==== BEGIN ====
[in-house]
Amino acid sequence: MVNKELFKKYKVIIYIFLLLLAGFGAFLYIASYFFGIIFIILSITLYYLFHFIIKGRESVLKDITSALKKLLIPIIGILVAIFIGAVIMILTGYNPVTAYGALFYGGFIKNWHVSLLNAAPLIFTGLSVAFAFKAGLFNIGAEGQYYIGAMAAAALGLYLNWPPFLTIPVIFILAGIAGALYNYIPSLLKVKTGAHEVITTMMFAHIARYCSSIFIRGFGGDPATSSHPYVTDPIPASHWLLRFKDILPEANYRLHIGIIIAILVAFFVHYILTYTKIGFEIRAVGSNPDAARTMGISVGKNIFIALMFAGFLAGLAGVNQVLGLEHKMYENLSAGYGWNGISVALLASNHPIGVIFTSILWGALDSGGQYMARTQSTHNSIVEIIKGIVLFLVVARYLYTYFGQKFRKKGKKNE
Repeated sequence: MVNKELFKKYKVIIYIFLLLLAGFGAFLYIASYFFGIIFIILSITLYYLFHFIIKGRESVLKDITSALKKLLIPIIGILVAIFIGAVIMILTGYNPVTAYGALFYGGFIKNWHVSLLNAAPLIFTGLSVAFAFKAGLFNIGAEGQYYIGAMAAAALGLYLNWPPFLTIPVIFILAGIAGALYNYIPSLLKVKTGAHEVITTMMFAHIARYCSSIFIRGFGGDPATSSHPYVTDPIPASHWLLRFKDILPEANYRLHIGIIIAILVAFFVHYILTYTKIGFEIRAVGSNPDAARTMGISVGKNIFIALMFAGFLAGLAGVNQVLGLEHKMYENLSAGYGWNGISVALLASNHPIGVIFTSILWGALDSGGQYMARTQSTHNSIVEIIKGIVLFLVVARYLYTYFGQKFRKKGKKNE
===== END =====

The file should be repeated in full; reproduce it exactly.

[in-house]
Amino acid sequence: MVNKELFKKYKVIIYIFLLLLAGFGAFLYIASYFFGIIFIILSITLYYLFHFIIKGRESVLKDITSALKKLLIPIIGILVAIFIGAVIMILTGYNPVTAYGALFYGGFIKNWHVSLLNAAPLIFTGLSVAFAFKAGLFNIGAEGQYYIGAMAAAALGLYLNWPPFLTIPVIFILAGIAGALYNYIPSLLKVKTGAHEVITTMMFAHIARYCSSIFIRGFGGDPATSSHPYVTDPIPASHWLLRFKDILPEANYRLHIGIIIAILVAFFVHYILTYTKIGFEIRAVGSNPDAARTMGISVGKNIFIALMFAGFLAGLAGVNQVLGLEHKMYENLSAGYGWNGISVALLASNHPIGVIFTSILWGALDSGGQYMARTQSTHNSIVEIIKGIVLFLVVARYLYTYFGQKFRKKGKKNE
Repeated sequence: MVNKELFKKYKVIIYIFLLLLAGFGAFLYIASYFFGIIFIILSITLYYLFHFIIKGRESVLKDITSALKKLLIPIIGILVAIFIGAVIMILTGYNPVTAYGALFYGGFIKNWHVSLLNAAPLIFTGLSVAFAFKAGLFNIGAEGQYYIGAMAAAALGLYLNWPPFLTIPVIFILAGIAGALYNYIPSLLKVKTGAHEVITTMMFAHIARYCSSIFIRGFGGDPATSSHPYVTDPIPASHWLLRFKDILPEANYRLHIGIIIAILVAFFVHYILTYTKIGFEIRAVGSNPDAARTMGISVGKNIFIALMFAGFLAGLAGVNQVLGLEHKMYENLSAGYGWNGISVALLASNHPIGVIFTSILWGALDSGGQYMARTQSTHNSIVEIIKGIVLFLVVARYLYTYFGQKFRKKGKKNE